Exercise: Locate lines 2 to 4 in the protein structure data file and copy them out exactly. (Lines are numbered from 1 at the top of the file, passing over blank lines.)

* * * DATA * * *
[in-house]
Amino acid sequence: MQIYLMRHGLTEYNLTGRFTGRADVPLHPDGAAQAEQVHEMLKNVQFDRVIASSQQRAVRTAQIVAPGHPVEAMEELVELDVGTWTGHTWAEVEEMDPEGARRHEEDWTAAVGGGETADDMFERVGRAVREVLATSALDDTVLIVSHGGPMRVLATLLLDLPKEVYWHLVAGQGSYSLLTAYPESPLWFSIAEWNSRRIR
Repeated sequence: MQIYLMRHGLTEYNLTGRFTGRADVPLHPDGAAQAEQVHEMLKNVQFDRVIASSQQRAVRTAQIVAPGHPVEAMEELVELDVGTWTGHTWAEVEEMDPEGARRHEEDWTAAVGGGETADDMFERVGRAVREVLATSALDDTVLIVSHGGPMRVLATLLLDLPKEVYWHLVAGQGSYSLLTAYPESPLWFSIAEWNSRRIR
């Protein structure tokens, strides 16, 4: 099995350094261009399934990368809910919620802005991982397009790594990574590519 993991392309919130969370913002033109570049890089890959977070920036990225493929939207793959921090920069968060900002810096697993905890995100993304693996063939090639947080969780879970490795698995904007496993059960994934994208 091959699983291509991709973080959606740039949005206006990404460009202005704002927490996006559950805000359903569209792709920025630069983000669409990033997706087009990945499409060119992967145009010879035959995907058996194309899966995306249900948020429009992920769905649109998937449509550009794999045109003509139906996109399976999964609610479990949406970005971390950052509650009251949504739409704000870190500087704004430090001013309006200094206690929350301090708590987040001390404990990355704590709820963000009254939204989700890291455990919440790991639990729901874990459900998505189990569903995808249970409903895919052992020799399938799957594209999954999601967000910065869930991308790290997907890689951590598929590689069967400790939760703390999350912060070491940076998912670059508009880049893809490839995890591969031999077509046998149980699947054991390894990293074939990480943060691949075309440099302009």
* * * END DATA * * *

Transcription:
Amino acid sequence: MQIYLMRHGLTEYNLTGRFTGRADVPLHPDGAAQAEQVHEMLKNVQFDRVIASSQQRAVRTAQIVAPGHPVEAMEELVELDVGTWTGHTWAEVEEMDPEGARRHEEDWTAAVGGGETADDMFERVGRAVREVLATSALDDTVLIVSHGGPMRVLATLLLDLPKEVYWHLVAGQGSYSLLTAYPESPLWFSIAEWNSRRIR
Repeated sequence: MQIYLMRHGLTEYNLTGRFTGRADVPLHPDGAAQAEQVHEMLKNVQFDRVIASSQQRAVRTAQIVAPGHPVEAMEELVELDVGTWTGHTWAEVEEMDPEGARRHEEDWTAAVGGGETADDMFERVGRAVREVLATSALDDTVLIVSHGGPMRVLATLLLDLPKEVYWHLVAGQGSYSLLTAYPESPLWFSIAEWNSRRIR
């Protein structure tokens, strides 16, 4: 099995350094261009399934990368809910919620802005991982397009790594990574590519 993991392309919130969370913002033109570049890089890959977070920036990225493929939207793959921090920069968060900002810096697993905890995100993304693996063939090639947080969780879970490795698995904007496993059960994934994208 091959699983291509991709973080959606740039949005206006990404460009202005704002927490996006559950805000359903569209792709920025630069983000669409990033997706087009990945499409060119992967145009010879035959995907058996194309899966995306249900948020429009992920769905649109998937449509550009794999045109003509139906996109399976999964609610479990949406970005971390950052509650009251949504739409704000870190500087704004430090001013309006200094206690929350301090708590987040001390404990990355704590709820963000009254939204989700890291455990919440790991639990729901874990459900998505189990569903995808249970409903895919052992020799399938799957594209999954999601967000910065869930991308790290997907890689951590598929590689069967400790939760703390999350912060070491940076998912670059508009880049893809490839995890591969031999077509046998149980699947054991390894990293074939990480943060691949075309440099302009």